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Forgotten Souls

A Social History of the Hong Kong Cemetery

Patricia Lim

Publication Year: 2011

This book follows on from the mapping and recording of the about 10,000 graves that make up the Hong Kong Cemetery for a database which will be held in the archives of the Hong Kong Memory Project and the Royal Asiatic Society among other places. The silent tombs and elegantly carved inscriptions dating from 1842 up to the present day aroused curiosity in the author about who these long-buried people were and how they lived their lives. Lim has teased out from many sources the answers to these questions. This small, alien and rather disparate band of adventurers came from a number of far distant countries to live and work in the tiny and insignificant British foothold of Hong Kong on the edge of a huge and little understood empire. The book tries to show their relationships with each other and with their Chinese neighbours on the island. It has attempted to breathe life into the stories behind the gravestones so that the Hong Kong Cemetery can be viewed as a cradle of history as well as a final resting place for the dead.

Published by: Hong Kong University Press, HKU

Series: Royal Asiatic Society Hong Kong Studies


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p. 1-1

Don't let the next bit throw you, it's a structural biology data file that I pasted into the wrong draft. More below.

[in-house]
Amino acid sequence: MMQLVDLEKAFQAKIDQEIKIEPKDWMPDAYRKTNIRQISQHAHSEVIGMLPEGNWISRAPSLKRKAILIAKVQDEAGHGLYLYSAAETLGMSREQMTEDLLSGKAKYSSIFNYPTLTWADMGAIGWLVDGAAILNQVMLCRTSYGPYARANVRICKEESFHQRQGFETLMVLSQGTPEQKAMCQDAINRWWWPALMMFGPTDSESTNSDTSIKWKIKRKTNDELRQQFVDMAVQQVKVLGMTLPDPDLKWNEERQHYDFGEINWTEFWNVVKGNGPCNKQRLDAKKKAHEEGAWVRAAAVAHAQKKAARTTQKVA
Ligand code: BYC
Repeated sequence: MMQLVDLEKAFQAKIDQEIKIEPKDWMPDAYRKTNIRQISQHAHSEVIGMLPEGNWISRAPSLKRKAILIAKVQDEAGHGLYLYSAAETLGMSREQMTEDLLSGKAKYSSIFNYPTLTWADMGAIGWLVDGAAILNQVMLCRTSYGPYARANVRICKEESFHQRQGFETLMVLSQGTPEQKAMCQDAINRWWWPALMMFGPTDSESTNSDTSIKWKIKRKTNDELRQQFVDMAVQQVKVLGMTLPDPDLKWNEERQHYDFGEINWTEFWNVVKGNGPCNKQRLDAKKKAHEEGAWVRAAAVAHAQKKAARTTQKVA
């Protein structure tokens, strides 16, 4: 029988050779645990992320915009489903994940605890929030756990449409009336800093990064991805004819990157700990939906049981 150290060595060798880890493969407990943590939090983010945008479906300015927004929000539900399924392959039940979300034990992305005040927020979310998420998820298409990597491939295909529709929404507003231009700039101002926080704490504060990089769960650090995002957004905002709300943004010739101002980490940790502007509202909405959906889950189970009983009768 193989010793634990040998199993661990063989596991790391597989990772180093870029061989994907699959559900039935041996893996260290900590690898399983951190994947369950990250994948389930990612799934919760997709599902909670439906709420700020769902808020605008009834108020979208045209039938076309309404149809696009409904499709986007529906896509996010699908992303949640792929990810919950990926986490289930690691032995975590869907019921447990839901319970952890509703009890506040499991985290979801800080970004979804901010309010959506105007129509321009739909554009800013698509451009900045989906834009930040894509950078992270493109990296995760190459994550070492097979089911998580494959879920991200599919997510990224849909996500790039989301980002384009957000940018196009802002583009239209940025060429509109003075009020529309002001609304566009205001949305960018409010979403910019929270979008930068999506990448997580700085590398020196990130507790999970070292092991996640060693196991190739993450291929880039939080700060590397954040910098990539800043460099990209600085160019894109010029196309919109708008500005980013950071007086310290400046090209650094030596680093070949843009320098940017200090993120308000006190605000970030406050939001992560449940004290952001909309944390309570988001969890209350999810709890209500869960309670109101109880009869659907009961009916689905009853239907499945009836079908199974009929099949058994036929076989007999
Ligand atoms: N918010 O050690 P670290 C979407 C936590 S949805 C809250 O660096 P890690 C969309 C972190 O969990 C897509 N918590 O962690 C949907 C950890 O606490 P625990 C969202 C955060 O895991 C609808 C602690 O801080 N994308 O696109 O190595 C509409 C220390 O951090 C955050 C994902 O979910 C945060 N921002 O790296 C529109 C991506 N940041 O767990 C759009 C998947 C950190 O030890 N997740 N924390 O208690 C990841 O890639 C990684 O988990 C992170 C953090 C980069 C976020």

Title Page, Copyright Page

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pp. 2-7


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pp. vii-viii

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pp. ix-x

The first thing to say about this book is that it is long overdue. That is by no means meant to be a negative reflection on the author. On the contrary, she is to be congratulated for filling so well such a large gap in our historical knowledge of some of the people who contributed to the early success of Hong Kong. ...

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pp. xi-xii

I have written this book in the hope that it will fan interest in Hong Kong’s social history and inspire others to continue where I have only just begun to scratch the surface. Where mistakes, inaccuracies and misstatements occur or where opinions might lack balance, the fault is wholly mine. ...